"I did not intend to vote against Frey, I think he was the most qualified of the candidates we interviewed," Gaines said on Friday. "But I wish I had split up the motion to say that I was against hiring in-house counsel without looking at other options. I think we should have looked at law firms as well as individuals, and we didn't consider that before the motion was made."
It's still up in the air as to whether hiring an in-house attorney will really save the county any money.
Currently, the county is paying both Frey and former County Attorney Joey Homans, who will continue to represent the county in legal matters until March 1.
No longer under contract as the appointed county attorney, Homans is charging the county $225 an hour, as opposed to the $160 an hour he charged in 2016.
Homans did not attend the work session, and Frey attended as the acting county attorney.
Commissioners push for new fire station
Also during the Feb. 9 work session, Public Works Director David McKee updated the board members on SPLOST VI collections and heard their thoughts on plans for money that is yet to be collected.
SPLOST VI collections began in July 2015 and over the next six years, $46,000,000 will be collected. So far, $9,100,000 has been collected and allocated to county projects, McKee said.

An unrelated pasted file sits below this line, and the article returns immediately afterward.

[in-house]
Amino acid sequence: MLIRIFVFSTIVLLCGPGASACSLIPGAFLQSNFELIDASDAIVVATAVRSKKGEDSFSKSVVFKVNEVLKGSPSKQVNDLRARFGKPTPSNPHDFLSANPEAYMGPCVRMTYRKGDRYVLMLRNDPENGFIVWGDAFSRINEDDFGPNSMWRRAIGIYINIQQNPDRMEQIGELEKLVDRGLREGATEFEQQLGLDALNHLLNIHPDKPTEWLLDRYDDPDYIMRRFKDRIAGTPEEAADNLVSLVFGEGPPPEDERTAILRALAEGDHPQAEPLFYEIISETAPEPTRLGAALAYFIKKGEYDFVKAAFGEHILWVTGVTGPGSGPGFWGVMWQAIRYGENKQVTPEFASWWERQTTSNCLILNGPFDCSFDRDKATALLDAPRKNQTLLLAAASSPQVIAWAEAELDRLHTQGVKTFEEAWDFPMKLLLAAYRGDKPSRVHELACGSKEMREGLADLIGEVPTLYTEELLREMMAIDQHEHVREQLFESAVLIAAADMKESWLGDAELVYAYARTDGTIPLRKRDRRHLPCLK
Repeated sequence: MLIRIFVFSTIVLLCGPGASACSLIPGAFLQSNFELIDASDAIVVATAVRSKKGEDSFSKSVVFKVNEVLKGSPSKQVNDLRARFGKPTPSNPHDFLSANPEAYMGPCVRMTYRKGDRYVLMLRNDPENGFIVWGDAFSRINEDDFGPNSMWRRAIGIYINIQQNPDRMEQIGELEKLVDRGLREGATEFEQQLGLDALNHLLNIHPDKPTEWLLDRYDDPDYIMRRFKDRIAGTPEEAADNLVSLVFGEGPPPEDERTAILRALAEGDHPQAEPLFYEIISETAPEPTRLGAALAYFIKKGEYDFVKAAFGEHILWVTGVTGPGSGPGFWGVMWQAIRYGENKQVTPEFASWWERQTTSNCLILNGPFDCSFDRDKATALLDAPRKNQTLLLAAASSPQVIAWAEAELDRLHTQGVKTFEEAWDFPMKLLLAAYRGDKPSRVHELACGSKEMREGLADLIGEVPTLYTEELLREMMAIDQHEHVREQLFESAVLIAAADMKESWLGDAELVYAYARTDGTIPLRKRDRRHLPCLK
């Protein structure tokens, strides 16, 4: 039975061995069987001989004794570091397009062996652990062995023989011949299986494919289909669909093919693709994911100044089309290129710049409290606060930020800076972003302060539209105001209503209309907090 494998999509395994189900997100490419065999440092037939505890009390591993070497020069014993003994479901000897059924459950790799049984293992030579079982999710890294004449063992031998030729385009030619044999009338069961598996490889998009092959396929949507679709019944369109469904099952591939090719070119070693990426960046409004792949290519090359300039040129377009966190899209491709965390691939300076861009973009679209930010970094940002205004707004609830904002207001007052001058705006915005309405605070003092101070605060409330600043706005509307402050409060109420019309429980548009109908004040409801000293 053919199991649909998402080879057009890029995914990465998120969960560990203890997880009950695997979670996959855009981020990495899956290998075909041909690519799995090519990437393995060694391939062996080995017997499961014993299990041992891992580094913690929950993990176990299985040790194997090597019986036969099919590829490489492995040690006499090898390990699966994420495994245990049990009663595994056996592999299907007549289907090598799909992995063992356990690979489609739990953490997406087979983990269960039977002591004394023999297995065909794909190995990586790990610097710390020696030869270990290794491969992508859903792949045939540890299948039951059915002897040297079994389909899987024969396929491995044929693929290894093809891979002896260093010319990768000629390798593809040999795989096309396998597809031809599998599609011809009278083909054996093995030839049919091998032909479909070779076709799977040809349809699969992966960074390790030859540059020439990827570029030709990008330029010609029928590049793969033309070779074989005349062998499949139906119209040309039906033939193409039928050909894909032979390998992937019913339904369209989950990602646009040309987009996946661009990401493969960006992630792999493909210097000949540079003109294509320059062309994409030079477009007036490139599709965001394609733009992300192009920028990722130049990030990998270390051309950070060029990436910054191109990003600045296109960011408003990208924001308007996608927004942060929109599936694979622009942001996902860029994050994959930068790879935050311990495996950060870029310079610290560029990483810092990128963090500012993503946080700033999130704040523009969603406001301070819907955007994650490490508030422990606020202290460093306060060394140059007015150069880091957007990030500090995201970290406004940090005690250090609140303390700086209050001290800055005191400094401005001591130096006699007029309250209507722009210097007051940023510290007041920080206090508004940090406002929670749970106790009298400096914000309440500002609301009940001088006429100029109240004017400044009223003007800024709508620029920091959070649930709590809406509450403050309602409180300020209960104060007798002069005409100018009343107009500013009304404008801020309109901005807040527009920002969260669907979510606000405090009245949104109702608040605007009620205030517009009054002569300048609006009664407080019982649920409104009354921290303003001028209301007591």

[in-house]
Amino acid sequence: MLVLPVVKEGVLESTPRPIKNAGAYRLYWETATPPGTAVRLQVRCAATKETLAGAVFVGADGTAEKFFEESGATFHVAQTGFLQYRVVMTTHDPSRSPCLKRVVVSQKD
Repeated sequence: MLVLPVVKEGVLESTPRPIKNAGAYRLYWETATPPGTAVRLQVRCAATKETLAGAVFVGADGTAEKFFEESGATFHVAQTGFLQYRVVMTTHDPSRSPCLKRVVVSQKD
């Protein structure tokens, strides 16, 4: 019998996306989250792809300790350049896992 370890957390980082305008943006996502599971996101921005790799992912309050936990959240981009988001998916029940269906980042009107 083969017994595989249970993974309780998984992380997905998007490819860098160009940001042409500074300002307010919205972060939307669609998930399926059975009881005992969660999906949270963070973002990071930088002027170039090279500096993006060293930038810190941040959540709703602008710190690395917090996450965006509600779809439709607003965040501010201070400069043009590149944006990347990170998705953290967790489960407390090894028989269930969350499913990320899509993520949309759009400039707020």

Proposed phase two projects include road rehabilitation for Kelly Bridge Road, Tanner Road and Steve Tate Highway; equipment purchases, pool house demolition and construction at Veterans Memorial Park, another ambulance purchase, 12 more sheriff's office vehicles and a public works facility.
High insurance premiums in the western part of Dawson County have two commissioners requesting a ninth fire station be a priority over the public works facility, which McKee said would be built on land that the county already owns near the transfer station.
Commissioner Nix asked that McKee consider a fire station for District 1, which he said had not been part of discussions for phase two of SPLOST VI projects.
"I know that public works is all excited about the facility, and I am too, but I really think that fire station really needs to be addressed for district 1," Nix said.
Fausett asked if any land had been purchased for a ninth fire station.
Emergency Services Chief Lanier Swafford said that a fire station was talked about as a phase three project, and that no land had been purchased. He did say that if a fire station were to be built, it would be located in the area of Duck Thurmond and Sweetwater Juno roads.